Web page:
However, the Seahawks resiliency was on display for the remainder of the game. They responded to that Adams score with a very long drive; 6-and-a-half minutes to be exact. Russell Wilson produced the initial 1st-down on the ground. It became apparent during this possession that several Green Bay defenders were wearing down from having to chase Wilson around play after play. Over a 7-play stretch, Seattle gained 5 separate 1st-downs. By the time that Wilson scrambled around to find Lockett in the end zone for a 12-yard touchdown, the Packers defense was drained. Suddenly, the team was only up 28-17, and the offense needed a drive to help their defense.

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Unfortunately for the home crowd, the Packers went 3-and-out. This in spite of the fact that Aaron Jones gained 8 yards on 1st-down. A tackle for loss by Bradley McDougald followed by great coverage by Bobby Wagner on Adams led to another J.K. Scott punt.

With the momentum now fully on their side, the Seahawks took advantage. Right out on the gate on this drive, Wilson found Lockett for a 19-yard reception. Two plays later, Seattle gained another 1st-down thanks to D.K. Metcalf getting open on a slant route against Jaire Alexander. Two plays after that, Wilson hit Jacob Hollister on a 19-yard pass play. Finally, Wilson somehow completed a pass just as he was about to get sandwiched between Kenny Clark and Preston Smith. Wilson found Travis Hommer in the flat who achieved the 1st-down after the catch and set up Seattle in a 1st-and-goal situation.

Marshawn Lynch almost scored on the 1st-and-goal attempt from the 5-yard line. Instead, he got the team to the 1. On the ensuing rushing attempt, Lynch powered through both Kenny Clark and Za’Darius Smith to find the end zone. Down 28-23, the Seahawks chose to go for the 2-point conversion. Jaire Alexander came on a safety blitz to sack Wilson and maintain the 5-point lead. While he certainly deserves credit for scoring the touchdown, Lynch completely missed Alexander on that blitz pick up.

Single-Handedly Helping

The Packers got the ball back with well over half a quarter left in regulation. Seattle defense forced a second straight punt, only this was not a 3-and-out. Green Bay managed to gain a couple of 1st-downs and kill 4:39 of game clock. One monumental play on that drive that deserves exposure is the 3rd-down sack by Shaquem Griffin. Mostly used as a special team player, Griffin is occasionally used in pass-rush packages. He succeeded here is forcing the Packers to punt.

3 3rd-Downs

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With less than 5 minutes left in the game, and facing a 5-point deficit, the Seahawks controlled their destiny. However, the drive ended with one of the three key 3rd-down plays made by the Packers. On 3rd-and-5, Russell Wilson dropped back. Preston Smith came all the way around the edge of the line to get the sack. It was quite spectacular to watch Smith get around so quickly that Wilson did not have time to escape the pocket. Seattle then chose to punt the football and hope that they got it back.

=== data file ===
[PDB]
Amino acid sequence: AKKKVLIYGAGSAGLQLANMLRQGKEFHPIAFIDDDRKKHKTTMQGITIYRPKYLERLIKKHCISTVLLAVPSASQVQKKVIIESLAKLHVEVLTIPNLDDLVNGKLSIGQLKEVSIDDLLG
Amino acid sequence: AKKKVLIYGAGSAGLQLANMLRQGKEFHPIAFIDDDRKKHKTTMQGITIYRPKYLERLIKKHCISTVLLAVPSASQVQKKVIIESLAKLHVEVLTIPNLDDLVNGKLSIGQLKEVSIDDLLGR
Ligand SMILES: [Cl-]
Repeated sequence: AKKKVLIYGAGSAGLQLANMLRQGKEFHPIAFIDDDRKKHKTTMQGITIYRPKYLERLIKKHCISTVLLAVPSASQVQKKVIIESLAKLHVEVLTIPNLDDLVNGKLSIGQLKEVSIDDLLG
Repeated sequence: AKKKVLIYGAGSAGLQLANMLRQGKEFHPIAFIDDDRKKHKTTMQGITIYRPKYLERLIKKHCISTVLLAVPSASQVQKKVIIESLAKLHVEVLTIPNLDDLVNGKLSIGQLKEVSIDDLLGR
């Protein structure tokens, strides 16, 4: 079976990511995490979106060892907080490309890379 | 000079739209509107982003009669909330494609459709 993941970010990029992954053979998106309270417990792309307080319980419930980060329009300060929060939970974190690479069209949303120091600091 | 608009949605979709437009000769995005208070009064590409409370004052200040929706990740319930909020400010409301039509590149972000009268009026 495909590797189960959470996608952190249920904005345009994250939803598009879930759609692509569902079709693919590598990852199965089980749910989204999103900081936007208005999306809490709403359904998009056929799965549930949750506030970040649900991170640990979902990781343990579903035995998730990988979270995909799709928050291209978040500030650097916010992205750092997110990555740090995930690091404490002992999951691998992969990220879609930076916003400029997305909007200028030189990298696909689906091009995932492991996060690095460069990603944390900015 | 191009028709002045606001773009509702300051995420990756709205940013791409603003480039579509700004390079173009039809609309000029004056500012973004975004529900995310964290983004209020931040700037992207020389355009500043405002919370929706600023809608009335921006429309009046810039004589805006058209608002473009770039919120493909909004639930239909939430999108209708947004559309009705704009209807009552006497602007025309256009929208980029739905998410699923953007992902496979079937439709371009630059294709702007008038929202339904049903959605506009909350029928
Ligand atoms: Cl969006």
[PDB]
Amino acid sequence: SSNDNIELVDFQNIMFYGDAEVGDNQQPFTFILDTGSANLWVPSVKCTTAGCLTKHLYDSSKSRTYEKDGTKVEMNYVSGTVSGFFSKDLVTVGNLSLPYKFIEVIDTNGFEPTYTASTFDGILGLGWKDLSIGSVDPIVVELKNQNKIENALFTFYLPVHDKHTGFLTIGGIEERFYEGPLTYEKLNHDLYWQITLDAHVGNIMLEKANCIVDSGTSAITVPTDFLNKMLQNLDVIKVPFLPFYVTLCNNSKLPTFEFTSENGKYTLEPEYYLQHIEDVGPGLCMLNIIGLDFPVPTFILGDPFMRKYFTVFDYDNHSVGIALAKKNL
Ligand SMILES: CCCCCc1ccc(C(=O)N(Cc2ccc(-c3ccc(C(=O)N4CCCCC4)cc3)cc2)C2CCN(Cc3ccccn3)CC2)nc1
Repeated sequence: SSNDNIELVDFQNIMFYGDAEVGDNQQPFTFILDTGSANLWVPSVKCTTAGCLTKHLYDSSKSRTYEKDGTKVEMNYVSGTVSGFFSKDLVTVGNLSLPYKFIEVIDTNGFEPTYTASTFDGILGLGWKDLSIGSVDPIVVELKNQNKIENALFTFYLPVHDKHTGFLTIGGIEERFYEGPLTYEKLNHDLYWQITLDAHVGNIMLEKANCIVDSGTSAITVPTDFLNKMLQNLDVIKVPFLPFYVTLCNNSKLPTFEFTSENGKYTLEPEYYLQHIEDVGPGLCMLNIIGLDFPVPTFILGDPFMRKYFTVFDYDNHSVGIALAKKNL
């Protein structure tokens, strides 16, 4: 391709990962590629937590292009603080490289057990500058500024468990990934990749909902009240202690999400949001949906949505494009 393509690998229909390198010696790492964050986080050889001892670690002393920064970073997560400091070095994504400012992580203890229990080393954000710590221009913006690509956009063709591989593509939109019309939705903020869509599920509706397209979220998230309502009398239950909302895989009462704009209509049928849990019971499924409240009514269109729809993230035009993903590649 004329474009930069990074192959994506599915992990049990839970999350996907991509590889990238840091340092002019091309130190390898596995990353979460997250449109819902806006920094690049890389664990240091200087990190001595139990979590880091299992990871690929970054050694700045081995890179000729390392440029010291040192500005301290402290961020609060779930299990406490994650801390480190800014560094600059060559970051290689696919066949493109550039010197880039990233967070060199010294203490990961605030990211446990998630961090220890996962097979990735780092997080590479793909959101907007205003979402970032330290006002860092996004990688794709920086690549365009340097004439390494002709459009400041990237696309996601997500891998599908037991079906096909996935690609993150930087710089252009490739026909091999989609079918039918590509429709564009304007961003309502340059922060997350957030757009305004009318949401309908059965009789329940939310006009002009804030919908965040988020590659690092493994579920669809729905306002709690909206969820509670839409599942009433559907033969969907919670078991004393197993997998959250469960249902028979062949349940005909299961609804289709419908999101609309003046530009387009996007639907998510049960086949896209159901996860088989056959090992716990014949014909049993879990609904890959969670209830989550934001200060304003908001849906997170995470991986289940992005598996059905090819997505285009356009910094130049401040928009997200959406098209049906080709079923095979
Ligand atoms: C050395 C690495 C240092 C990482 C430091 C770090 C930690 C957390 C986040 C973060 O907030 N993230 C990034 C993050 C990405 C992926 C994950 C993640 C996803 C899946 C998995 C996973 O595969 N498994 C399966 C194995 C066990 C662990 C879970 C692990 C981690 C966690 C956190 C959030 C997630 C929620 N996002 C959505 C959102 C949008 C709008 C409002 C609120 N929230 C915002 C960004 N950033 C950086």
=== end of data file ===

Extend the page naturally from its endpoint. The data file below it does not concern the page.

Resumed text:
They were very close. Green Bay was faced with a 3rd-and-8 from their own 22 and on the wrong side of the 2-minute warning. Fail, and the Seahawks would get another chance to win. Instead, Aaron Rodgers made arguably his best throw of the game. On a pass that traveled about 30 yards through the air, Rodgers put it right over Ugo Amadi and right in Davante Adams’ hands. That play was possible because the offensive line protected their quarterback, especially David Bakhtiari who blocked Jadeveon Clowney 1-on-1.

This reception allowed Adams to set a new Packers single-game post-season record of 164 receiving yards. The only aspect to Adams’ catch that did not go as planned was that the receiver was pushed out of bounds, stopping the clock. This forced the Packers to attempt to gain one more 1st-down.

Again, a key 3rd-down left the game in the balance. Aaron Jones successfully picked up the Seattle blitz and gave Rodgers the time he needed to find Jimmy Graham underneath. While not a long throw, it was still impressive on Rodgers’ part considering that K.J. Wright was right in his face after beating Corey Linsley off the line of scrimmage. Graham caught the pass but was short of the 1st-down marker. He stumbled and got taken down right at the line to gain. On the field, it was called a 1st-down and a review could not overturn the decision. This allowed Green Bay to kneel down and kill the remaining game clock.

At the end of an intense Divisional Round game, it was three 3rd-down plays that made the difference. With the 28-23 victory, the Packers advance to the NFC Championship game to face the San Francisco 49ers. Meanwhile, the Seahawks season ends with a Divisional Round loss.

Than you for reading this Packers vs Seahawks recap. Be sure to check out Full Press Coverage for more great NFL playoff content.

– Kyle Senra is the managing editor for Full Press Coverage Packers. He covers the NFL. Like and follow on and Facebook.